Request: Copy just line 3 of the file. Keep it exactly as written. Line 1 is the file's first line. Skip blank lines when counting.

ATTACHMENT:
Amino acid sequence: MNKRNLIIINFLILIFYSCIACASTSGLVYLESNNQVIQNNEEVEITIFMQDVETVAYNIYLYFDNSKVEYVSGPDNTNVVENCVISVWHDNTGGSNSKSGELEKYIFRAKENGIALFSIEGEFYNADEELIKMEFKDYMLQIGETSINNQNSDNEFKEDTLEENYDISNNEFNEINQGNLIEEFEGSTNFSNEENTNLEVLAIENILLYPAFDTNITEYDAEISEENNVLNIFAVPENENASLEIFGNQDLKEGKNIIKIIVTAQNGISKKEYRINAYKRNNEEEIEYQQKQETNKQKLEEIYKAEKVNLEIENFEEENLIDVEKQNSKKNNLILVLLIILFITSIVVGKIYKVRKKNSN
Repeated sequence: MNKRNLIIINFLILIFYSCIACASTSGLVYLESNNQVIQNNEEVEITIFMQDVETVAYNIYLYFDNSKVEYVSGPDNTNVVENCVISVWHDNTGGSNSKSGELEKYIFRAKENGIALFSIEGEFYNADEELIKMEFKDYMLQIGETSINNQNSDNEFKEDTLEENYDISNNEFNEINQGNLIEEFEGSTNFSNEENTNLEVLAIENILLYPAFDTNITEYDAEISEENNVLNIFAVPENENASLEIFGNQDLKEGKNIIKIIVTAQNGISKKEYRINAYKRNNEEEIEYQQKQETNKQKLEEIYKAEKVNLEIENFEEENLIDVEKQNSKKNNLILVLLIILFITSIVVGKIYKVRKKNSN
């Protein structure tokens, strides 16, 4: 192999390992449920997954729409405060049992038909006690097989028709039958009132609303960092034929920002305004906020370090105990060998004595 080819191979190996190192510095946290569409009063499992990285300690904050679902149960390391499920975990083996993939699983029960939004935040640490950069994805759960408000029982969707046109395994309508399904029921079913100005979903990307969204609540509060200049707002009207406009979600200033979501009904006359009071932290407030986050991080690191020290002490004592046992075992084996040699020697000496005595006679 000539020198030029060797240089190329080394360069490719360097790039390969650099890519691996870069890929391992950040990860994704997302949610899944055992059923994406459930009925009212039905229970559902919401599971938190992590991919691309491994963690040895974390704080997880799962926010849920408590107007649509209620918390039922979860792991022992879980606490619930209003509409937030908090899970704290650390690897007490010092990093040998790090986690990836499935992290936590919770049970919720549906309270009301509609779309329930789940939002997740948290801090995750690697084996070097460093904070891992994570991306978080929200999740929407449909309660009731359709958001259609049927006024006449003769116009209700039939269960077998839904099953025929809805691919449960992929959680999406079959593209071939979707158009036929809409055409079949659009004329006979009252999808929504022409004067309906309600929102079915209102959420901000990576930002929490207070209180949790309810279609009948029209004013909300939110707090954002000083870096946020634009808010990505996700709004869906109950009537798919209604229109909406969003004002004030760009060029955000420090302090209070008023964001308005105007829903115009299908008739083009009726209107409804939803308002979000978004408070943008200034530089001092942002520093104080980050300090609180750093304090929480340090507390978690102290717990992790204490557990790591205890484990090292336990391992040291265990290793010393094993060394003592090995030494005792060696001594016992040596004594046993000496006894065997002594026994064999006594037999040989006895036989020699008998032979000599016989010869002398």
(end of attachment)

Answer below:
């Protein structure tokens, strides 16, 4: 192999390992449920997954729409405060049992038909006690097989028709039958009132609303960092034929920002305004906020370090105990060998004595 080819191979190996190192510095946290569409009063499992990285300690904050679902149960390391499920975990083996993939699983029960939004935040640490950069994805759960408000029982969707046109395994309508399904029921079913100005979903990307969204609540509060200049707002009207406009979600200033979501009904006359009071932290407030986050991080690191020290002490004592046992075992084996040699020697000496005595006679 000539020198030029060797240089190329080394360069490719360097790039390969650099890519691996870069890929391992950040990860994704997302949610899944055992059923994406459930009925009212039905229970559902919401599971938190992590991919691309491994963690040895974390704080997880799962926010849920408590107007649509209620918390039922979860792991022992879980606490619930209003509409937030908090899970704290650390690897007490010092990093040998790090986690990836499935992290936590919770049970919720549906309270009301509609779309329930789940939002997740948290801090995750690697084996070097460093904070891992994570991306978080929200999740929407449909309660009731359709958001259609049927006024006449003769116009209700039939269960077998839904099953025929809805691919449960992929959680999406079959593209071939979707158009036929809409055409079949659009004329006979009252999808929504022409004067309906309600929102079915209102959420901000990576930002929490207070209180949790309810279609009948029209004013909300939110707090954002000083870096946020634009808010990505996700709004869906109950009537798919209604229109909406969003004002004030760009060029955000420090302090209070008023964001308005105007829903115009299908008739083009009726209107409804939803308002979000978004408070943008200034530089001092942002520093104080980050300090609180750093304090929480340090507390978690102290717990992790204490557990790591205890484990090292336990391992040291265990290793010393094993060394003592090995030494005792060696001594016992040596004594046993000496006894065997002594026994064999006594037999040989006895036989020699008998032979000599016989010869002398």